In a dispute that touches on the intersection of copyright, contract law and cloud technology, the Second Circuit affirmed the dismissal of copyright claims against Barnes & Noble (“B&N”) related to ebook samples stored on a user’s B&N-provided cloud-based locker. Notably, the Second Circuit dismissed the case on contractual grounds, declining the opportunity to opine on two important modern copyright doctrines that are often implicated when users store copyrighted content on the cloud.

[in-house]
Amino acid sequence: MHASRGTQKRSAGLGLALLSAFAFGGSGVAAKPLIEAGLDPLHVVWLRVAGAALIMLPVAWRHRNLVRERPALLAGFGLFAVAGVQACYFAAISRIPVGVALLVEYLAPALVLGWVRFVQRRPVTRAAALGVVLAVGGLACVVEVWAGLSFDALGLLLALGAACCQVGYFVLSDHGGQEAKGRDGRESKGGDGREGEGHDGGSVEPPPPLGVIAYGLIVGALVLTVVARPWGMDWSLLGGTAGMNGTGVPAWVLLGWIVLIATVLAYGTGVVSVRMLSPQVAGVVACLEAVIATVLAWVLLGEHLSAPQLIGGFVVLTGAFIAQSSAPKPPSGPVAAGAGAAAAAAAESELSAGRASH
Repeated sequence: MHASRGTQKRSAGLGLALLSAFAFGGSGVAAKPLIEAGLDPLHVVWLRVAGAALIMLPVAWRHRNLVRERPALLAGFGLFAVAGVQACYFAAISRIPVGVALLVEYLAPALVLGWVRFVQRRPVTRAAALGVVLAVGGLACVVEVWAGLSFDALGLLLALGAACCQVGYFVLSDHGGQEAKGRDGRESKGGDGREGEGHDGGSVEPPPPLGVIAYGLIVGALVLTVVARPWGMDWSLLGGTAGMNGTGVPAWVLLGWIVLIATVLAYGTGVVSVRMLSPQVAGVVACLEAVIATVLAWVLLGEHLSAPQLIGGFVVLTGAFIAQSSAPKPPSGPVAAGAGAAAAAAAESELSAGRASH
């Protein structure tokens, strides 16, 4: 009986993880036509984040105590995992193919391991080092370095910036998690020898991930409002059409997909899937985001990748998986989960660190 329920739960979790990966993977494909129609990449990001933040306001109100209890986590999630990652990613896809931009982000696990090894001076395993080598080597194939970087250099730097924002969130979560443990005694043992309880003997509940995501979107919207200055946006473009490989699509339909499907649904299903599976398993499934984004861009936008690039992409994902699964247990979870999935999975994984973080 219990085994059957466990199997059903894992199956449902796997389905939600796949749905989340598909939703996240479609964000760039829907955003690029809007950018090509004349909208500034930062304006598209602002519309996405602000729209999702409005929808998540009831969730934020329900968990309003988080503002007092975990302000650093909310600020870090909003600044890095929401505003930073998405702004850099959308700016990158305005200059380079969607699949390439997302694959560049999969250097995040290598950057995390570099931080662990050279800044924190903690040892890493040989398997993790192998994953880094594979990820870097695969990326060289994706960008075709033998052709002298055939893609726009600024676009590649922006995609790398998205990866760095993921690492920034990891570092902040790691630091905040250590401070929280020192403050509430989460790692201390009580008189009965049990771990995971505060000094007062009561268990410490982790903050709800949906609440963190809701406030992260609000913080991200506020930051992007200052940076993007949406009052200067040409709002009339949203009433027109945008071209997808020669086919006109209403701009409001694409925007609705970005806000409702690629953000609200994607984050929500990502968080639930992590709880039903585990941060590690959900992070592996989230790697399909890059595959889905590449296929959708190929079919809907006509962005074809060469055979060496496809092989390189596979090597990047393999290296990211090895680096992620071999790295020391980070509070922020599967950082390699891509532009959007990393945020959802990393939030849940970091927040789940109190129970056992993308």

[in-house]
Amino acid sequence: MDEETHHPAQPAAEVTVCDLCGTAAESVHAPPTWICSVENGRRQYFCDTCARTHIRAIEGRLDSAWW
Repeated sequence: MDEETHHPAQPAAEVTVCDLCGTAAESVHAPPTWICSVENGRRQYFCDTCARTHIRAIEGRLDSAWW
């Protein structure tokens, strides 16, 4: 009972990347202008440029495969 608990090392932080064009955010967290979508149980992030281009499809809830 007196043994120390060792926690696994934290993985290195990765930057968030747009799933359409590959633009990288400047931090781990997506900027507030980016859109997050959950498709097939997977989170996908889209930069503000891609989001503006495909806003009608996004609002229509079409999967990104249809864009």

In Smith v. BarnesandNoble.com, LLC, 2016 WL 5845690 (2d Cir. Oct. 6, 2016), an author contracted with Smashwords, an online ebook distributor, to market his book. In accordance with this contract, the book was offered to B&N, which listed the book for sale on bn.com and made free samples available. When a B&N customer downloaded a free sample (or purchased an ebook) the content was stored on a cloud-based digital locker associated with the customer’s account from which the content could be downloaded to devices whenever and wherever the user wanted. Continue Reading